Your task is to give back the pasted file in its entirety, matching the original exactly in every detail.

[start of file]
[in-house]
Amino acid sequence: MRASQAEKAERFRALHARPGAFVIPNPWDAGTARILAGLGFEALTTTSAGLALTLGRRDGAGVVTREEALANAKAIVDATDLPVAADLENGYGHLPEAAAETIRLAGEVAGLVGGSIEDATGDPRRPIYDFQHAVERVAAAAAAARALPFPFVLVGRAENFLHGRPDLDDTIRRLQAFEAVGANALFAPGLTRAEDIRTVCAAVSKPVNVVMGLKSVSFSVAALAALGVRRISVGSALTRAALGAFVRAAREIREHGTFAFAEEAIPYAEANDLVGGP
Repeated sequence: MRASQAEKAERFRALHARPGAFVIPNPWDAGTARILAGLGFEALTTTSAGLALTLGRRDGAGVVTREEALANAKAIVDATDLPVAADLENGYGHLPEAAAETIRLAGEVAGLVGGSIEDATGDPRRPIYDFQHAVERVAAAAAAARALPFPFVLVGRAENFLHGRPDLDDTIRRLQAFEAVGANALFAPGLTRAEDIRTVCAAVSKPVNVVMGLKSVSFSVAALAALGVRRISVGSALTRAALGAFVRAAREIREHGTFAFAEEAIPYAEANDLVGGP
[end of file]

[in-house]
Amino acid sequence: MRASQAEKAERFRALHARPGAFVIPNPWDAGTARILAGLGFEALTTTSAGLALTLGRRDGAGVVTREEALANAKAIVDATDLPVAADLENGYGHLPEAAAETIRLAGEVAGLVGGSIEDATGDPRRPIYDFQHAVERVAAAAAAARALPFPFVLVGRAENFLHGRPDLDDTIRRLQAFEAVGANALFAPGLTRAEDIRTVCAAVSKPVNVVMGLKSVSFSVAALAALGVRRISVGSALTRAALGAFVRAAREIREHGTFAFAEEAIPYAEANDLVGGP
Repeated sequence: MRASQAEKAERFRALHARPGAFVIPNPWDAGTARILAGLGFEALTTTSAGLALTLGRRDGAGVVTREEALANAKAIVDATDLPVAADLENGYGHLPEAAAETIRLAGEVAGLVGGSIEDATGDPRRPIYDFQHAVERVAAAAAAARALPFPFVLVGRAENFLHGRPDLDDTIRRLQAFEAVGANALFAPGLTRAEDIRTVCAAVSKPVNVVMGLKSVSFSVAALAALGVRRISVGSALTRAALGAFVRAAREIREHGTFAFAEEAIPYAEANDLVGGP